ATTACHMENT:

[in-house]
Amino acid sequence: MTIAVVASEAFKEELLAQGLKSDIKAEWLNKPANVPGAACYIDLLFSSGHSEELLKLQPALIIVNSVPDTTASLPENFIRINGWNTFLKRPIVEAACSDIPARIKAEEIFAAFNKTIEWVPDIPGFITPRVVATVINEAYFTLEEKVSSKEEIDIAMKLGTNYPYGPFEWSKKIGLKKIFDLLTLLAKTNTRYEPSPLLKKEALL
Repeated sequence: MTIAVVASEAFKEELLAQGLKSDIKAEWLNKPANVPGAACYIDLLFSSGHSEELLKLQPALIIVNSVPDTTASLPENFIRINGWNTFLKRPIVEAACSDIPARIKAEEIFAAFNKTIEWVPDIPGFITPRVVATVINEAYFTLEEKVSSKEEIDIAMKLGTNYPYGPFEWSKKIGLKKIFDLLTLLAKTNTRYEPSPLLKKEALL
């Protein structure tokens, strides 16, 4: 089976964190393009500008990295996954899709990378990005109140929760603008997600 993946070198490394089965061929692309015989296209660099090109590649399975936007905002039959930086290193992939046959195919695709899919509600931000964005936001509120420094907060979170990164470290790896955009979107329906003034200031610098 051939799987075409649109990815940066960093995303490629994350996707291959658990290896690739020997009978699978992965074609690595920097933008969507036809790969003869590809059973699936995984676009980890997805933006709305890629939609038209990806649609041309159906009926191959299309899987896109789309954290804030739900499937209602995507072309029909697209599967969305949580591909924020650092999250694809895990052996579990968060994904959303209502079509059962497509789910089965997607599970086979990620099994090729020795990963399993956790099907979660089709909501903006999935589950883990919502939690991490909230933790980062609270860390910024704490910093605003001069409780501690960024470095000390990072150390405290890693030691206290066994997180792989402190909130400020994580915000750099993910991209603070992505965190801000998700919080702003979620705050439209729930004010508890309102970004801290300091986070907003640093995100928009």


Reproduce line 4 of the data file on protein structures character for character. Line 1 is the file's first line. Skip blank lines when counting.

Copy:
């Protein structure tokens, strides 16, 4: 089976964190393009500008990295996954899709990378990005109140929760603008997600 993946070198490394089965061929692309015989296209660099090109590649399975936007905002039959930086290193992939046959195919695709899919509600931000964005936001509120420094907060979170990164470290790896955009979107329906003034200031610098 051939799987075409649109990815940066960093995303490629994350996707291959658990290896690739020997009978699978992965074609690595920097933008969507036809790969003869590809059973699936995984676009980890997805933006709305890629939609038209990806649609041309159906009926191959299309899987896109789309954290804030739900499937209602995507072309029909697209599967969305949580591909924020650092999250694809895990052996579990968060994904959303209502079509059962497509789910089965997607599970086979990620099994090729020795990963399993956790099907979660089709909501903006999935589950883990919502939690991490909230933790980062609270860390910024704490910093605003001069409780501690960024470095000390990072150390405290890693030691206290066994997180792989402190909130400020994580915000750099993910991209603070992505965190801000998700919080702003979620705050439209729930004010508890309102970004801290300091986070907003640093995100928009």